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Kāinga Tahi Kāinga Rua, installation by New Zealand artist Brett Graham

Kāinga Tahi Kāinga Rua

Essay: Kāinga Tahi, Kāinga Rua (First Home, Second Home)
Author: Katerina Martina Teaiwa
Year: 2014
Publication: Consuming Ocean Island: Stories of People and Phosphate from Banaba, Indiana University Press
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In 2003 the renowned Māori sculptor Brett Graham created a multimedia installation based on my research exploring Banaba's connection to Aotearoa/New Zealand. Kāinga Tahi, Kāinga Rua, or "First Home, Second Home," commented on three central aspects of the Banaba experience: the loss of land through mass industrial extraction, the dominance of the island landscape by Western technology, and the political, economic, and organic relationships between New Zealand and Banaba, since a good portion of the island has been scattered across New Zealand farms. Graham created ten stark white vessels covered in phosphate; each symbolized two million tons of shipped phosphate. Above these he suspended three rusted steel cylindrical forms representing the mining technology that carved up the island and now remains in a decayed and decrepit state. Projected onto the steel were two sets of images from the visual portion of my work, one depicting a metal grab excavating the side of a rock face and the other showing the Banaban Dancing Group on Rabi retelling their history through song and dance. The third image was a loop of a crop-dusting plane taking off and soaring over the New Zealand hill country.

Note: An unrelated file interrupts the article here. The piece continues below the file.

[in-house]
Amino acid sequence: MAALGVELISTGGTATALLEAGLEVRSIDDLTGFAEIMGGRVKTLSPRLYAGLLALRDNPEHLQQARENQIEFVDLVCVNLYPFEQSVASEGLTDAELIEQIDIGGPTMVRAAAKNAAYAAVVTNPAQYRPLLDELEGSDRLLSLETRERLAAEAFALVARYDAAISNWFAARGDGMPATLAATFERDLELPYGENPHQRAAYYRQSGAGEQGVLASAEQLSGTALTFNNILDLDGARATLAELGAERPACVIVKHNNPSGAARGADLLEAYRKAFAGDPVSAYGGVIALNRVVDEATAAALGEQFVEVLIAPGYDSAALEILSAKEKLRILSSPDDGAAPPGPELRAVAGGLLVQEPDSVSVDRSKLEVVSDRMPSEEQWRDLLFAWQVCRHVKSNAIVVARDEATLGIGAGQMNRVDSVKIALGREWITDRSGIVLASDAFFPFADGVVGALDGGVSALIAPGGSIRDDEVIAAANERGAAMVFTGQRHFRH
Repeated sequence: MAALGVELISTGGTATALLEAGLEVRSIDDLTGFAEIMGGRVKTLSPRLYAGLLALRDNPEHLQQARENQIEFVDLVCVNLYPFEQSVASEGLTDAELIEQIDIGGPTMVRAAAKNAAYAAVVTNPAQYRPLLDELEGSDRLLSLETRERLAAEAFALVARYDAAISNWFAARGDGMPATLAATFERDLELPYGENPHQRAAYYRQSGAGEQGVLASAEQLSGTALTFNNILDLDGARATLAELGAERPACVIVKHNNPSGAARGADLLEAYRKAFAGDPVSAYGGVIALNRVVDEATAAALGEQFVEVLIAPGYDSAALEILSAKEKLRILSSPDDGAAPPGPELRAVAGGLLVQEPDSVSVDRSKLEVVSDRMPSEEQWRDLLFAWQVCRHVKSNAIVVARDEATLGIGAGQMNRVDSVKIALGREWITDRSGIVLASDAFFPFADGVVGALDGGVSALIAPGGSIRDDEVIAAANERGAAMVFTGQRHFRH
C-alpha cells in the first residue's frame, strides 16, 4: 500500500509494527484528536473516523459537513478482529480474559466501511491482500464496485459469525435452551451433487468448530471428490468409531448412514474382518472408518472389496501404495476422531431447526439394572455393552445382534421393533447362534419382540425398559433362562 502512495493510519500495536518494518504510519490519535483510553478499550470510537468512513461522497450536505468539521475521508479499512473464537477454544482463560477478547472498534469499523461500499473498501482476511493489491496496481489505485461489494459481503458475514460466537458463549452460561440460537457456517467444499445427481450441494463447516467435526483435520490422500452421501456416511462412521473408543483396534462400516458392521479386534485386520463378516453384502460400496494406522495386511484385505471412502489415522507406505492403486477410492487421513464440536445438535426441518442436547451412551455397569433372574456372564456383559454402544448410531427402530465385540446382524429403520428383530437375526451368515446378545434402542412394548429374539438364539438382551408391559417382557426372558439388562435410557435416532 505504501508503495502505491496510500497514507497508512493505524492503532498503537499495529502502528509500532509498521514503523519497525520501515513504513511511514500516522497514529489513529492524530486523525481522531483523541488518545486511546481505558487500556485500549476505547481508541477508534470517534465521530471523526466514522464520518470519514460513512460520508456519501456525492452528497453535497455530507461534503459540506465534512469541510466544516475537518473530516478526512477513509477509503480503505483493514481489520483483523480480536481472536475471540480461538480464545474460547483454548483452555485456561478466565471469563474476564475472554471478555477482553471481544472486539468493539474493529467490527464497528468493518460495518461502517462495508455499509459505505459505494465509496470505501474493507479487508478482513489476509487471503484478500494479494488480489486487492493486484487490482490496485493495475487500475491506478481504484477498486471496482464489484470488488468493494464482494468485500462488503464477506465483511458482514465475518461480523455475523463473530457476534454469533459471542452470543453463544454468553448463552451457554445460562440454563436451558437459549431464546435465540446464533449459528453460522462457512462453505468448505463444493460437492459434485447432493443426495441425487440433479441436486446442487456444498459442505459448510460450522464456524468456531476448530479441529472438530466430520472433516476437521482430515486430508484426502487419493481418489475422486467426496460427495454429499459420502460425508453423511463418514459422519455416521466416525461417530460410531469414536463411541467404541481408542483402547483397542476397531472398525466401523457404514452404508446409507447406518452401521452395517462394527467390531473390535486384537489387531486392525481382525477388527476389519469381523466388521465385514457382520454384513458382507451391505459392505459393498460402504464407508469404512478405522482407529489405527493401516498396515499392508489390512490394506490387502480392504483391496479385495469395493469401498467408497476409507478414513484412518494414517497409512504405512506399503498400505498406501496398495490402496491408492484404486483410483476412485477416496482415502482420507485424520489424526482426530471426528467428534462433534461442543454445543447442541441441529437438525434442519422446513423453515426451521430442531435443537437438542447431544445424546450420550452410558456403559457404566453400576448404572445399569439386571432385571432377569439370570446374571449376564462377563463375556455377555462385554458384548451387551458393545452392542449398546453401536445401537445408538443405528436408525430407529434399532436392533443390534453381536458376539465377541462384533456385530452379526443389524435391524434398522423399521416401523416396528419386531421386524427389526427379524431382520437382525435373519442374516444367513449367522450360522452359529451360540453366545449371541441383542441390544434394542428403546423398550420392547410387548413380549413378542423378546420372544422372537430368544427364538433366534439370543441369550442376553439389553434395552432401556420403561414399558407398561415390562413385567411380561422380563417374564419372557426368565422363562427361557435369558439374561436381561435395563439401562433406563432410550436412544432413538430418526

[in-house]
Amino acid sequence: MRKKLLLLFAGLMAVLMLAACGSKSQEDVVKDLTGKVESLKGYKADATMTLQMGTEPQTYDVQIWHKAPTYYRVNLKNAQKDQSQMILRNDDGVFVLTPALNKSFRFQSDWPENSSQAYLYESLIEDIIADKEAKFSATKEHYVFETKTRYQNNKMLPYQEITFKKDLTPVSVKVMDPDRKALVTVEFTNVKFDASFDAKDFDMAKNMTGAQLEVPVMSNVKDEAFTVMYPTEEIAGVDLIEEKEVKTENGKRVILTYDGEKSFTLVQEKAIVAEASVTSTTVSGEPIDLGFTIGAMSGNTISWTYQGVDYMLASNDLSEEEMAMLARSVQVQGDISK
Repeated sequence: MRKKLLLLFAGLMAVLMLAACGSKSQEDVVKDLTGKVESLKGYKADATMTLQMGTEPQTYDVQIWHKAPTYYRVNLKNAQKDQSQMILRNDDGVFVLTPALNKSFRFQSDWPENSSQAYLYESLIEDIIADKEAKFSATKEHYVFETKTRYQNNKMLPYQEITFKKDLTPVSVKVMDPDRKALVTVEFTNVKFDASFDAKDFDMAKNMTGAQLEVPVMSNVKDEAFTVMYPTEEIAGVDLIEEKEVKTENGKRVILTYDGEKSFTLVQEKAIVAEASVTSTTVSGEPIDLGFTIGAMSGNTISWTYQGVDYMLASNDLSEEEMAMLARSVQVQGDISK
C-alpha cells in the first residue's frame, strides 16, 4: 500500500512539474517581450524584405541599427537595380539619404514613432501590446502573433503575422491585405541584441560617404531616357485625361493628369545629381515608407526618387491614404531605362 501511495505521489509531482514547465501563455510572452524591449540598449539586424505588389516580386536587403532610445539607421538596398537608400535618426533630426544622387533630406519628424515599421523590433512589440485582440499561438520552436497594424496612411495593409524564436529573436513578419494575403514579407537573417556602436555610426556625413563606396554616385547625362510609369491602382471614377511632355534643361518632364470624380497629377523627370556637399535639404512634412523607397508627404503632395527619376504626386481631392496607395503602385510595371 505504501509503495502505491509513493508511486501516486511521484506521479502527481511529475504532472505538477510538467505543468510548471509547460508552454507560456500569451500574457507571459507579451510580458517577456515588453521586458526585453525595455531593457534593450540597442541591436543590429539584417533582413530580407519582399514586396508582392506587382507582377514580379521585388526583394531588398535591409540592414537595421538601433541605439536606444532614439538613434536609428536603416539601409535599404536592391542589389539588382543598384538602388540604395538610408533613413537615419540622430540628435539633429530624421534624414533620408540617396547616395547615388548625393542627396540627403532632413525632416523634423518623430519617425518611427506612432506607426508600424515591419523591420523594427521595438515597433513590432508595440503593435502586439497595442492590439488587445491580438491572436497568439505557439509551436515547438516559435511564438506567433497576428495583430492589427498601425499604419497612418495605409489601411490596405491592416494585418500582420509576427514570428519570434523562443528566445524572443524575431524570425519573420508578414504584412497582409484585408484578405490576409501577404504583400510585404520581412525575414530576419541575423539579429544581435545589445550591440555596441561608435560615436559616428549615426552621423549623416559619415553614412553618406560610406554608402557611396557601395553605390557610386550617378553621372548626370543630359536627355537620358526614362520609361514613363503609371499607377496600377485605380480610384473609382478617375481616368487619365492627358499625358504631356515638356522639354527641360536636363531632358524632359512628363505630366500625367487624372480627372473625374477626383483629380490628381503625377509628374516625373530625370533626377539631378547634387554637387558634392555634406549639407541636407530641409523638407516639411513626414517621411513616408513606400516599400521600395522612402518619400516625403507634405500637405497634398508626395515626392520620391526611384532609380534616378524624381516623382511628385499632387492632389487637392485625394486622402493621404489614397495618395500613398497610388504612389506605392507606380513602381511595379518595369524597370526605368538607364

Read Kāinga Tahi, Kāinga Rua (First Home, Second Home) on Google Books